The medical profession generally advises young people to avoid energy drinks. In a 2011 report, the American Academy of Pediatrics said it found some of these products harmful.
“There is a lot of confusion about sports drinks and energy drinks, and adolescents are often unaware of the differences in these products,” said Dr. Marcie Beth Schneider, a member of the AAP Committee on Nutrition and co-author of the report. “Some kids are drinking energy drinks -- containing large amounts of caffeine -- when their goal is simply to rehydrate after exercise. This means they are ingesting large amounts of caffeine and other stimulants, which can be dangerous.”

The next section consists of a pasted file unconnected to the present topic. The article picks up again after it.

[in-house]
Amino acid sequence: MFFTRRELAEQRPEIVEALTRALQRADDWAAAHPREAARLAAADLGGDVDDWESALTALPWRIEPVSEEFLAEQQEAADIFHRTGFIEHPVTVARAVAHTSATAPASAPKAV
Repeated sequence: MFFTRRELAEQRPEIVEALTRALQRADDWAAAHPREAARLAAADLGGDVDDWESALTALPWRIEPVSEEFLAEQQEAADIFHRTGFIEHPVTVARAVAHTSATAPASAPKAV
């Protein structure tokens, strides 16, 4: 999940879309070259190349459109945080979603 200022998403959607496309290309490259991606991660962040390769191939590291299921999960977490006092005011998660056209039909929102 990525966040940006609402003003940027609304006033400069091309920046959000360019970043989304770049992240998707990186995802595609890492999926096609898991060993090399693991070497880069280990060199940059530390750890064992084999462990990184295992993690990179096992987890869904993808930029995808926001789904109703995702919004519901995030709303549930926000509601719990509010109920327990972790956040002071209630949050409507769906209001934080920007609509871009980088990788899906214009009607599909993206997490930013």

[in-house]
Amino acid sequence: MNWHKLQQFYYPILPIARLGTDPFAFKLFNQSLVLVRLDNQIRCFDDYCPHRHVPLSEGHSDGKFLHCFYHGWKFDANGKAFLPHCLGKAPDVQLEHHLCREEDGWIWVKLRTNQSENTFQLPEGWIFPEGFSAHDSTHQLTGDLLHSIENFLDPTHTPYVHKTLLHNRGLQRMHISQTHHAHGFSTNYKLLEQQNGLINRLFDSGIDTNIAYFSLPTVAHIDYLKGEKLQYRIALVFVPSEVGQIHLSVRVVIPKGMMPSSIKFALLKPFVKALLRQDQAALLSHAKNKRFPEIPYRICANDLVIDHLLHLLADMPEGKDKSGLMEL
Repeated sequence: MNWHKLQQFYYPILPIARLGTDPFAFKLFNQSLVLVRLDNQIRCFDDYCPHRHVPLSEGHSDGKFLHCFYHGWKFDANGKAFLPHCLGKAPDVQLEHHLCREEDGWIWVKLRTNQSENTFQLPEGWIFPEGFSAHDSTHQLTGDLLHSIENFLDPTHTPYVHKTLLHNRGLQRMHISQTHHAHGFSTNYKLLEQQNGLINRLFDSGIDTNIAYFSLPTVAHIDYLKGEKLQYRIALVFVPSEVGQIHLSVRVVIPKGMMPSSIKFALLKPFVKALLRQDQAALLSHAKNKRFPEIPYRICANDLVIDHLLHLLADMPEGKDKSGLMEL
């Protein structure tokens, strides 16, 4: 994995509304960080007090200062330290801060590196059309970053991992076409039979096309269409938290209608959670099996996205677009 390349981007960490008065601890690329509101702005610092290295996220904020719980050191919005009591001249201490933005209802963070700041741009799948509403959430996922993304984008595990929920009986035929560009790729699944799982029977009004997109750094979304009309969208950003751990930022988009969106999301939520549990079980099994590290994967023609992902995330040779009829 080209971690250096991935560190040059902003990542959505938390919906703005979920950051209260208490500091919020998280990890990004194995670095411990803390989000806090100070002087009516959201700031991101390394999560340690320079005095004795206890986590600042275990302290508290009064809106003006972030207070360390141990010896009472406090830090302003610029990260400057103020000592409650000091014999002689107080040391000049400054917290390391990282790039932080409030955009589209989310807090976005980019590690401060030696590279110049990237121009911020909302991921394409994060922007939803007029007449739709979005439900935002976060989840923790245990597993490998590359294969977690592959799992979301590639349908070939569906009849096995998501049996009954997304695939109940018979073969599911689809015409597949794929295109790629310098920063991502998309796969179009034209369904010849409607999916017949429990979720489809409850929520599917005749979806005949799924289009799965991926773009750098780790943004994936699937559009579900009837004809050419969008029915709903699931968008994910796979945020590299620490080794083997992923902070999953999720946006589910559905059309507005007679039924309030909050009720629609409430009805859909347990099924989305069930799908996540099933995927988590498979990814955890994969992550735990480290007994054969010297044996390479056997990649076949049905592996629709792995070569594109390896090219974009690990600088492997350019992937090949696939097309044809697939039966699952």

In addition to stimulants like caffeine, energy drinks often have lots of calories. Calories from sweetened beverages increasingly are being blamed for contributing to obesity.
Story provided by ConsumerAffairs.